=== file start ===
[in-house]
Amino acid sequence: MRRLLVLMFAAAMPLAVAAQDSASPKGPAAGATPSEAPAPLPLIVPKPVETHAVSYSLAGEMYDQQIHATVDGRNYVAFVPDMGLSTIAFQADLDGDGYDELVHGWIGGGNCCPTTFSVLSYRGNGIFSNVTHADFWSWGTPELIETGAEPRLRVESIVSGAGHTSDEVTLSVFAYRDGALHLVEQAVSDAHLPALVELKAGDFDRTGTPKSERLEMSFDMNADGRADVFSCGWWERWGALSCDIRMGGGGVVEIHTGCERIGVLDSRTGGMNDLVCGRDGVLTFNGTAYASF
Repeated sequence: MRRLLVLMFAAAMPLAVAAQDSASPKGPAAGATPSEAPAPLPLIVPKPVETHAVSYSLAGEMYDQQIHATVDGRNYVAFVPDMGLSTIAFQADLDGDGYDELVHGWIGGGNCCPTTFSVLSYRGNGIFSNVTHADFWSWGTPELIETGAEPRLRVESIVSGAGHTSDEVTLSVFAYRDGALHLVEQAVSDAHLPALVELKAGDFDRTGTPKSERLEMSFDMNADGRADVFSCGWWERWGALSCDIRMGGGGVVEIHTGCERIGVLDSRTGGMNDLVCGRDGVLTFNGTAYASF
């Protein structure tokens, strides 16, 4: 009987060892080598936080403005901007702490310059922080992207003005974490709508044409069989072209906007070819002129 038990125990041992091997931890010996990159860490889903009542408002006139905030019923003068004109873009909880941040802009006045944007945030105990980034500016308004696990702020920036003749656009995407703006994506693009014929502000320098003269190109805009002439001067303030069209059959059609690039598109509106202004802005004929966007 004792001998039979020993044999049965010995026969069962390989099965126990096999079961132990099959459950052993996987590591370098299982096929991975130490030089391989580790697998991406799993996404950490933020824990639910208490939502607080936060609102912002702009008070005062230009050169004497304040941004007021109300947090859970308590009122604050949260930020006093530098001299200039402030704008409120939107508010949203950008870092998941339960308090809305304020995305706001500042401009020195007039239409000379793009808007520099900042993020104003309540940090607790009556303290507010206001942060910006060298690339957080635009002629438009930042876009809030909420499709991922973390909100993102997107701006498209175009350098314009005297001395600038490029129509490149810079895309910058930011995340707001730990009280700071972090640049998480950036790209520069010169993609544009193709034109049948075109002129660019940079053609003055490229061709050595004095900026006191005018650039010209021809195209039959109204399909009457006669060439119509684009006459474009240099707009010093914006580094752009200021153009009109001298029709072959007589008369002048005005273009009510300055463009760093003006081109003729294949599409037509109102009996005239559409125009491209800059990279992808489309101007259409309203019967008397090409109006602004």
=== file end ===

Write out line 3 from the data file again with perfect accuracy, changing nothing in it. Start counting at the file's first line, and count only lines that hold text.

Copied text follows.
Repeated sequence: MRRLLVLMFAAAMPLAVAAQDSASPKGPAAGATPSEAPAPLPLIVPKPVETHAVSYSLAGEMYDQQIHATVDGRNYVAFVPDMGLSTIAFQADLDGDGYDELVHGWIGGGNCCPTTFSVLSYRGNGIFSNVTHADFWSWGTPELIETGAEPRLRVESIVSGAGHTSDEVTLSVFAYRDGALHLVEQAVSDAHLPALVELKAGDFDRTGTPKSERLEMSFDMNADGRADVFSCGWWERWGALSCDIRMGGGGVVEIHTGCERIGVLDSRTGGMNDLVCGRDGVLTFNGTAYASF